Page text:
About Grammar Schools

November 16

Q. Can you please tell me a little more about Grammar Schools? I have three young children and have heard a lot in the media recently about the introduction of grammar schools. They seem controversial. What will this mean for my children? 

Grammar schools are not a new concept and have been around since the 16th Century in one form or another. In their current form, they were introduced through the Education Act 1944, when three distinct types of schools existed – the grammar school, the secondary modern and the technical school (although I do not propose to discuss the latter as these were very rare). 

The fundamental difference between grammar schools and secondary moderns was that grammar schools were largely aimed at those students who were perceived to be ‘academic’ and therefore considered likely to go to university or some other form of higher education (not to be confused with further education). This differs from secondary modern schools which were designed to educate those students who were considered likely to go into a trade.

The grammar school system was phased out by local authorities on the order of central government from the mid-1960s. The comprehensive schooling system we have now took its place which meant that regardless of ability, all students were educated together. Although some grammar schools survived the initial ‘cull’ (there are currently around 163 grammar schools in England and around 3000 comprehensive secondary schools) in 1998 the Labour government prevented any new grammar schools from being established through the School Standards and Framework Act. You should bear in mind that current proposals are to allow ‘all schools’ to expand, including grammar schools, which may bring about the creation of new grammar schools rather than an outright resurrection of the historic system. It remains to be seen whether the legislation will be repealed to the extent that new grammar schools can be created. 

You are right to say that these proposals have been controversial. The same criticisms of the system in the 1960s survive today. By educating students in one of two paths from the age of 11 this system effectively divides them at a very early stage. Although grammar schools are state secondary schools, whilst current legislation and statutory guidance means that comprehensive state schools are limited on the number of students they can take based solely on academic ability, students are selected for grammar schools if they pass a test known as the “11-plus.” Under the grammar school system those students who pass the “11-plus” can go to the grammar school, those who fail cannot and would have to go to a local comprehensive.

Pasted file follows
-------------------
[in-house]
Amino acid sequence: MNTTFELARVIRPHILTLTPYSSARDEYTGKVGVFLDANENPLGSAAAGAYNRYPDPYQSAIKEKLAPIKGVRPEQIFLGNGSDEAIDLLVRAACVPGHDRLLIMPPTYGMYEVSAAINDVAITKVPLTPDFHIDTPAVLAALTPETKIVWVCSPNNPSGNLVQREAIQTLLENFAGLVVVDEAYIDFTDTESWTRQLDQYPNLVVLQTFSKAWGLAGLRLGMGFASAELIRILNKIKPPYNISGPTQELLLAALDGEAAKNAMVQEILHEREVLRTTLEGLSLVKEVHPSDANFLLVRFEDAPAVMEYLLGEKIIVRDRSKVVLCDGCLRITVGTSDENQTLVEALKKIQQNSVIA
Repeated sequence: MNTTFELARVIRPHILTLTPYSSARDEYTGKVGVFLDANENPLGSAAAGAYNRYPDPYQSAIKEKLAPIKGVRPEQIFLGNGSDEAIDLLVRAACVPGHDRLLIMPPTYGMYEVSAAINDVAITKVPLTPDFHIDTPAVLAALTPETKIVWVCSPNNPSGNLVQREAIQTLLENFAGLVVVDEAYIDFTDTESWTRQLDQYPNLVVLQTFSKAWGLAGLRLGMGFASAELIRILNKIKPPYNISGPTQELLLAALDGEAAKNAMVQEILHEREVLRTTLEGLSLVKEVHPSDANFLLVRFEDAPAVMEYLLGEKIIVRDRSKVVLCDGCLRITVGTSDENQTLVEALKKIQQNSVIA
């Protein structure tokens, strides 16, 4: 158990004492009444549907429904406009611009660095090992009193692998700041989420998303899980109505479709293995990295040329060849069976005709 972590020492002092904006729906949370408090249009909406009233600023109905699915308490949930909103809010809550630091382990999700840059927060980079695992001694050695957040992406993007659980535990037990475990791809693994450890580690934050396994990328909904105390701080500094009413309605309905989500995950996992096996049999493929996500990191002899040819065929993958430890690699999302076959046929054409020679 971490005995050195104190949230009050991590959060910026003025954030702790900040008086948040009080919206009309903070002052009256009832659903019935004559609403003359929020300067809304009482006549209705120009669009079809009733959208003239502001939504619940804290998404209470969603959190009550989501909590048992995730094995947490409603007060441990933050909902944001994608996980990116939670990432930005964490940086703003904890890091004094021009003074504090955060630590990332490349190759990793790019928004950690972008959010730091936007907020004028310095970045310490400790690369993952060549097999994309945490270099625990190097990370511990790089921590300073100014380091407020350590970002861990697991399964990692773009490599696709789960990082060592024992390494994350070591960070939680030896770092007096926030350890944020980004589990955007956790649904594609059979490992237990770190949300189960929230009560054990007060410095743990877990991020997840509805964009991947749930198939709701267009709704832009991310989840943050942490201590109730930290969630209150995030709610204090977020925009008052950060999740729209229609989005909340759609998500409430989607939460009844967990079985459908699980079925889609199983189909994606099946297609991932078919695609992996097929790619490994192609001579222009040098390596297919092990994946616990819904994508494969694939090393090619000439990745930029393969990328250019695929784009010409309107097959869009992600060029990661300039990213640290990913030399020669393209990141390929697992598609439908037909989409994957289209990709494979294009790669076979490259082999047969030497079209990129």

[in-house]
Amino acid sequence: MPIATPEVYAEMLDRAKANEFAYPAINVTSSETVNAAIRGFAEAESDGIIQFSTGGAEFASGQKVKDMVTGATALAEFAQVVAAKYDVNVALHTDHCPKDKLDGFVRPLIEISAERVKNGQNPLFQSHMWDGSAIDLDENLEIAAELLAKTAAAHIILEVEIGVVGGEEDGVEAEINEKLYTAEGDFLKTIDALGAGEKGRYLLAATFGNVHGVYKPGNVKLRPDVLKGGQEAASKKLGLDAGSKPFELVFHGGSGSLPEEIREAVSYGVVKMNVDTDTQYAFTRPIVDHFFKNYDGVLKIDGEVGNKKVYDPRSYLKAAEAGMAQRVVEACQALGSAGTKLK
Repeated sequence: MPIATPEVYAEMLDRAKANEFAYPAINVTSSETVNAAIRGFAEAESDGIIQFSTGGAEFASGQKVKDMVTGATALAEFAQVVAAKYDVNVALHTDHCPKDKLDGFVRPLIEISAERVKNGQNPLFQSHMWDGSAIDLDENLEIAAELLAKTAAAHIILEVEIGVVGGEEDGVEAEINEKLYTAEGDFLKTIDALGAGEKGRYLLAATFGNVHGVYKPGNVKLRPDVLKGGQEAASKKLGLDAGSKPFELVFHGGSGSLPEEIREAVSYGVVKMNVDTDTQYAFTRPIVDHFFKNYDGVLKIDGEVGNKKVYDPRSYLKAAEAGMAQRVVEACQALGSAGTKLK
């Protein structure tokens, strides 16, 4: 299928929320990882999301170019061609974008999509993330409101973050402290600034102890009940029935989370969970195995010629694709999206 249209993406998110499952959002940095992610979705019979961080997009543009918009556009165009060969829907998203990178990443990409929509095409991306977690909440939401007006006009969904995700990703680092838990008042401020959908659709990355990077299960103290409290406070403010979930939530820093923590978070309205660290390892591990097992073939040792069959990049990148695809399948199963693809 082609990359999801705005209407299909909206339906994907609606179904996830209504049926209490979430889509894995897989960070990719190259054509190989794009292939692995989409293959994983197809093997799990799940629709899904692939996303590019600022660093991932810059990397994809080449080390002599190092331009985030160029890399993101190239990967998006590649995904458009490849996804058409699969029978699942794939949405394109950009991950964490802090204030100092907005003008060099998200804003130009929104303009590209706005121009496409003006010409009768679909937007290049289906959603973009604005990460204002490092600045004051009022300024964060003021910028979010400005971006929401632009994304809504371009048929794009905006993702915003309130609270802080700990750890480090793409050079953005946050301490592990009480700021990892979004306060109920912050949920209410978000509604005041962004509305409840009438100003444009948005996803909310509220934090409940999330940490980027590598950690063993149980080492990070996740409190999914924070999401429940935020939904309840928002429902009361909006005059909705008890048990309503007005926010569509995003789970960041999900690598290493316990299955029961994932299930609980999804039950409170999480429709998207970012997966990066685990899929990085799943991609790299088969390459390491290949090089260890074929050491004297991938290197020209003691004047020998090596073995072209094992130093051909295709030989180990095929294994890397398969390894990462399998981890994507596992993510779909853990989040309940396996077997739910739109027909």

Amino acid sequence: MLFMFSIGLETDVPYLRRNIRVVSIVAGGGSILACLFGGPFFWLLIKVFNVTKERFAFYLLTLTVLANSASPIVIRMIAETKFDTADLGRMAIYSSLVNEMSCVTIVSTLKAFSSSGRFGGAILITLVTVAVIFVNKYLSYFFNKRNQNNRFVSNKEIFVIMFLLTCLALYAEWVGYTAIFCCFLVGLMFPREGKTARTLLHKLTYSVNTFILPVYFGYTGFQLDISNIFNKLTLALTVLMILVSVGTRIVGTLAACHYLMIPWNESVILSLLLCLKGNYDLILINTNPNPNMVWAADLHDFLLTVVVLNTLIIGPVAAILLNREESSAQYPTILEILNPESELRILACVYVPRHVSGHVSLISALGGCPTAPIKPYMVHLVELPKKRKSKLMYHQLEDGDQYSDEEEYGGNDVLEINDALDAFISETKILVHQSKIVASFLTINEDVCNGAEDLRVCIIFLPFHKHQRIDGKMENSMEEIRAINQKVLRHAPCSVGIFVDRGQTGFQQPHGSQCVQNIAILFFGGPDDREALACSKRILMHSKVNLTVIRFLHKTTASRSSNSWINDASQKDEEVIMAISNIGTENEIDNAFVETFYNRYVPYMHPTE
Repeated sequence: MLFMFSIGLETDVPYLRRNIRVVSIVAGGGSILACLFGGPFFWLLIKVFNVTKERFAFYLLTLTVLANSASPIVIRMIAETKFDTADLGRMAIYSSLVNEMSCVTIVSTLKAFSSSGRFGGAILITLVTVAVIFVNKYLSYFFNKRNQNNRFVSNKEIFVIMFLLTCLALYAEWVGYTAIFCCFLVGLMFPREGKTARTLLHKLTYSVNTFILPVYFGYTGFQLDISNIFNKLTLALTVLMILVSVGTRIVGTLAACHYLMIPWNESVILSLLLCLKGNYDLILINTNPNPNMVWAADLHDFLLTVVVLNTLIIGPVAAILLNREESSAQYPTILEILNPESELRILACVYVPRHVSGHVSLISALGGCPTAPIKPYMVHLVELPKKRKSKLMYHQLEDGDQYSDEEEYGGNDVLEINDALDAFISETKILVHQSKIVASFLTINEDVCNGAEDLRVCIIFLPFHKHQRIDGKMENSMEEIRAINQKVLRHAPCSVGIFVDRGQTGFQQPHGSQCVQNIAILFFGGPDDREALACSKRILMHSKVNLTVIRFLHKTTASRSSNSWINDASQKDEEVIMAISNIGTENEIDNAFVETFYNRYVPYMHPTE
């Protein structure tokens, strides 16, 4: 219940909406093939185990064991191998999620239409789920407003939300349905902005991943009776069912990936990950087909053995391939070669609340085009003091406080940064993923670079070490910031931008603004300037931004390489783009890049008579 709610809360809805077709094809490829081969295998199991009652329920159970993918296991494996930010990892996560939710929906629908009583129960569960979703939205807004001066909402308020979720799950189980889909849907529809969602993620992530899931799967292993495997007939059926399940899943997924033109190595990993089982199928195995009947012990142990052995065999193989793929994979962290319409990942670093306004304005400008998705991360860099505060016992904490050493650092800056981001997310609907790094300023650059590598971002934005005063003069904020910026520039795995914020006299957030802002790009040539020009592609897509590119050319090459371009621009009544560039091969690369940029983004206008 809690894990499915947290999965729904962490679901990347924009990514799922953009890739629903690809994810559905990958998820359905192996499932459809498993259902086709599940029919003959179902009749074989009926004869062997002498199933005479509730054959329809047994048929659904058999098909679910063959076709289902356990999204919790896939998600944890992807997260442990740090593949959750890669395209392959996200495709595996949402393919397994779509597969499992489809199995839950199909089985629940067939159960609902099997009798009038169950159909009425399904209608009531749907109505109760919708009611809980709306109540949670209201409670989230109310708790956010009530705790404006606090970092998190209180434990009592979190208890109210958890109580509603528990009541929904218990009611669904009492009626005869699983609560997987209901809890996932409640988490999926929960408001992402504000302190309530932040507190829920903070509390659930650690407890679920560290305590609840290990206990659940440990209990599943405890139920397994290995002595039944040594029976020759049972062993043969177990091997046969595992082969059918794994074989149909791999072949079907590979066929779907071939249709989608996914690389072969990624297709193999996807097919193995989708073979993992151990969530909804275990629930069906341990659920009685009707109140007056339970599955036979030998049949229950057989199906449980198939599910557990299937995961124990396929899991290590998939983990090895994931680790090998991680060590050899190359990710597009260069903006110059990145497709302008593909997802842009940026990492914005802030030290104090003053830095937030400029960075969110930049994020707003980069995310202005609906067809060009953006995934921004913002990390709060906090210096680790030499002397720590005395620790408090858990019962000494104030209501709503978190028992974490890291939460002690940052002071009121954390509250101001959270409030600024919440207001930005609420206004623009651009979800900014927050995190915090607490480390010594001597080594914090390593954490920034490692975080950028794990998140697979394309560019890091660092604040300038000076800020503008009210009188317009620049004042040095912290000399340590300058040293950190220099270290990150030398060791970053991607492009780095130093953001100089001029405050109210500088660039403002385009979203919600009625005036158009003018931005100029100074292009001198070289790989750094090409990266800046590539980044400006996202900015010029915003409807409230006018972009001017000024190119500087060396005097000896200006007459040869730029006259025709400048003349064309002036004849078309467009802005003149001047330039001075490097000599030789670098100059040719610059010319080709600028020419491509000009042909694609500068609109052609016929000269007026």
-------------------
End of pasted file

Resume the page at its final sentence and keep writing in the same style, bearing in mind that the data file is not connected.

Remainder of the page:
The content of the “11-plus” exam is, in and of itself, controversial, because the questions used are often not covered in the primary school curriculum (although this is currently being addressed). Critics have previously argued that this approach has the potential to create social division of students for those whose parents can afford private tuition outside of school in order to prepare their child for the “11-plus” and those who cannot as this could significantly impact on the prospects of less advantaged students in passing the exam or attaining a high level pass mark and attending grammar school.

There is of course a case to be made for both sides, and I do not propose to take a stance either way. However, you have specifically asked how the proposals will impact on your children. 

As it stands, the current system allows you to choose a comprehensive school for your children to attend and the local authority allocates places in accordance with admissions criteria. If you reside in an area where there is access to a grammar school or where a grammar school is created by way of expansion, your children may have the opportunity to apply to attend the grammar school by taking the “11-plus” exam. If your children pass the exam, they may be offered a place at the grammar school subject to numbers and entrance criteria. In the event that they do not pass the “11-plus” they would attend a comprehensive secondary school as the current admissions law provides. However, as with all matters involving education and the law, I would suggest that you keep a watching brief on the government’s position as it may change (and change again) by the time this becomes relevant to your children. 

 

 

 

 

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